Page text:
(File Photo) Dr Jitendra N Verma, managing director, Life Care Innovations, Gurgaon.
"These policy changes are critical and should not wait for change of government. These matters of national interest, particularly those that require administrative decisions and do not have to wait for legislation should be accorded priority by the government of the day," mentioned Dr Verma when asked about his expectations from the next government.
The first issue highlighted by Dr Verma is the need for higher level of financial support to the start-ups and MSMEs, for both pre-clinical and clinical development of biotech especially biopharma products. The funds need to be made available in the form of grants-in-aid to MSMEs. Generally Start-ups have bright ideas that remain buried in the files for the want of funds required for development, particularly clinical trials. Partial funding schemes do not serve the intended purpose. They shore up only cash rich large companies. Withdrawing such partial funding schemes will not do any harm as large companies can pursue their goals without partial funding and MSMEs cannot proceed despite such partial grants-in-aid. To replenish the corpus, the funds may be recovered by the government as royalty on commercialization. This will ensure that investments on early stage developments in the academic labs are not wasted away for the want of requisite funds to take science for societal benefits and would also promote entrepreneurship."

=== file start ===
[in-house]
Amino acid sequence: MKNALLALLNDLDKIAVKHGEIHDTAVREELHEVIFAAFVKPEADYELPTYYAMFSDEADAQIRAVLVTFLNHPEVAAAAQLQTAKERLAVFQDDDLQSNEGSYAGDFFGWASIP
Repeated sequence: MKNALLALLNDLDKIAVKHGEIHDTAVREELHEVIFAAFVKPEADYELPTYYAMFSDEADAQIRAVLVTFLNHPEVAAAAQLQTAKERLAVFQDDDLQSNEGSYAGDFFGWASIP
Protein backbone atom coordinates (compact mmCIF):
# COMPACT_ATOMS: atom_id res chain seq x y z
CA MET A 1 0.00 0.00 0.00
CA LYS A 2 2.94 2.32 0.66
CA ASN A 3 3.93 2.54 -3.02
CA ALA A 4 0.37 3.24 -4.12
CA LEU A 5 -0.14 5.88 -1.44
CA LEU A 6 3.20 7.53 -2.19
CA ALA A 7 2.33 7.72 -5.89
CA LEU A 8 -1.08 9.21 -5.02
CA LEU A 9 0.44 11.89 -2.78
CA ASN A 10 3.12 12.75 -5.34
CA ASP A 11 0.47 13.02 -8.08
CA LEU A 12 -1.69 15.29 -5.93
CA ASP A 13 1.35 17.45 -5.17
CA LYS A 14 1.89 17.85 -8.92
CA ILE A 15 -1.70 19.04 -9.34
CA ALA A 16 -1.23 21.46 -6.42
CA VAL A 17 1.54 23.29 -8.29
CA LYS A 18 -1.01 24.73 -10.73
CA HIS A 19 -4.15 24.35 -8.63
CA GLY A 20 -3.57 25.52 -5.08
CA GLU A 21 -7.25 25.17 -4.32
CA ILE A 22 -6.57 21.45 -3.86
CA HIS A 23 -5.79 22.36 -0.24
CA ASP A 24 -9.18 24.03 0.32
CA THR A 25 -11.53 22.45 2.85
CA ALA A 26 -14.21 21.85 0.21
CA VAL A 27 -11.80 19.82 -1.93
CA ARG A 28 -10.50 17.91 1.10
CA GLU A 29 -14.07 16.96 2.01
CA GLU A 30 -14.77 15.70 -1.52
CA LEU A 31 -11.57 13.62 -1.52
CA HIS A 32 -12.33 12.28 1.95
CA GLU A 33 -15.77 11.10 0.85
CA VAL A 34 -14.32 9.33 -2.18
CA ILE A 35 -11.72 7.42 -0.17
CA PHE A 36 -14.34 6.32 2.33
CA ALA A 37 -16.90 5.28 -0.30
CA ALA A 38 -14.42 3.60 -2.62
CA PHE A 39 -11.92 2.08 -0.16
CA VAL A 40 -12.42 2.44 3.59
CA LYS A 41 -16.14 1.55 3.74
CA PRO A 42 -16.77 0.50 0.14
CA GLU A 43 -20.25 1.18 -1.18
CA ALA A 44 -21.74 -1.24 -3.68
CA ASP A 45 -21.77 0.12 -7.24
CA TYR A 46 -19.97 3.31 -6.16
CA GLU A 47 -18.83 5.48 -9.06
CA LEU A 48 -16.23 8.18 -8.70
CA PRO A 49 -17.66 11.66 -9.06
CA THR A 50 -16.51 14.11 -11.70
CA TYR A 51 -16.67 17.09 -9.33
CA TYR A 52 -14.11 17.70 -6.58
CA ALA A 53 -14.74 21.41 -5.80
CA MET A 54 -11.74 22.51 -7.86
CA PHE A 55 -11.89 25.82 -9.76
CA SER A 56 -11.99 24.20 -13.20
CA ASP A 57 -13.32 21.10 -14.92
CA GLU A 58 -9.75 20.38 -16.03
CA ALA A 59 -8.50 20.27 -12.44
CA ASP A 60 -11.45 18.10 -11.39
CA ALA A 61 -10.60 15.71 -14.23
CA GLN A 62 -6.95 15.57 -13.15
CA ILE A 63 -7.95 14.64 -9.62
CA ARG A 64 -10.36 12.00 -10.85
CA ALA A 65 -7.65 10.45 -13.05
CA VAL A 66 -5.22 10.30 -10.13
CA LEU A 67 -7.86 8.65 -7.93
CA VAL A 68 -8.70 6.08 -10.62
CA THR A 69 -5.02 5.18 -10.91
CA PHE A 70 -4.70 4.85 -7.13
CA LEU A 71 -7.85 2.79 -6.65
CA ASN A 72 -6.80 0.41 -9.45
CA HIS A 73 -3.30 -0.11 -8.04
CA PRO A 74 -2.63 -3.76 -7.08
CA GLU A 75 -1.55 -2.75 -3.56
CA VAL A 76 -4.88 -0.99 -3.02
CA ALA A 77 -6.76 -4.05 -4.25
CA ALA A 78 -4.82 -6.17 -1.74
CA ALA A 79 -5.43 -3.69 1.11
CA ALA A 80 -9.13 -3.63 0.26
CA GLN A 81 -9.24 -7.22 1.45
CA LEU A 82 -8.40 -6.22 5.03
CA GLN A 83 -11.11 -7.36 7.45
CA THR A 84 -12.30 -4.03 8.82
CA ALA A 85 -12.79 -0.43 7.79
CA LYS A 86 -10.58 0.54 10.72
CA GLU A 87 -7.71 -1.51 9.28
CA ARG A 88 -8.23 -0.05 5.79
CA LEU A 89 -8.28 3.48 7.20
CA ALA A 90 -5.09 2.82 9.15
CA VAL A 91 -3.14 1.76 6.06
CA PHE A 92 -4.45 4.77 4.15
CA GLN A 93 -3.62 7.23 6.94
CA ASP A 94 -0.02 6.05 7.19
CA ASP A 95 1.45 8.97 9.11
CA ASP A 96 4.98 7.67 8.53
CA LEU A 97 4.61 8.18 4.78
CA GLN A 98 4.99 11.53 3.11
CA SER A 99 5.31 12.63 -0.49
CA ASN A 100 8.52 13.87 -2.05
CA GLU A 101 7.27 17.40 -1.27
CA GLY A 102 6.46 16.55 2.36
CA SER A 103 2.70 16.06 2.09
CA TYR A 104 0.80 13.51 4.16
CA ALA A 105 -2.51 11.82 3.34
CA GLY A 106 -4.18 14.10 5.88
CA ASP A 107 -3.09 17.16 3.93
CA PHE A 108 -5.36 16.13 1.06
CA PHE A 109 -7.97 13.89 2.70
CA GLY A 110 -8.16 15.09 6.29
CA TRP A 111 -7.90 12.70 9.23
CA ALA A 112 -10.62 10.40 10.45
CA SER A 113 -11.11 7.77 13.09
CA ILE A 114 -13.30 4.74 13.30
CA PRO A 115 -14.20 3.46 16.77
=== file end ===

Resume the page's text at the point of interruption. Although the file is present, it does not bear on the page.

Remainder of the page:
Talking about the patents, Dr J N Verma says that these should be granted for significant period of time (years) post-commercialization to ensure returns on R&D investments. "Clinical trials and field trials of biotech and bio-pharma products consume most of patent life, depriving return on investments in R&D and thus discouraging R&D for developing new drugs or products," he said.
Dr Verma goes on to mention that the to prevent sub-par "claimed generics and similar", domestic or imported to come to market, non-inferiority trials shall be made mandatory as pre-requisite for marketing approval applications. DBT-CDSCO Guidelines on Similar Biologics: Regulatory Requirements for Marketing Authorization in India under the chairmanship of Dr GN Singh (DCGI) and Dr VP Kamboj (chairman, RCGM and ex-director, CDRI and Honorary Scientist, INSA) states that "--- it is essential that the testing of the similar biologic be sufficient to ensure that the product meets acceptable levels of safety, efficacy and quality to ensure public health."
However, Dr Vermafinds it Ironic that despite widely reported slip-ups in the public domains, remedial action is not forthcoming from CDSCO that would restrain sale of products with questionable toxicity and efficacy without ensuring their safety through clinical trials and non-inferiority trials.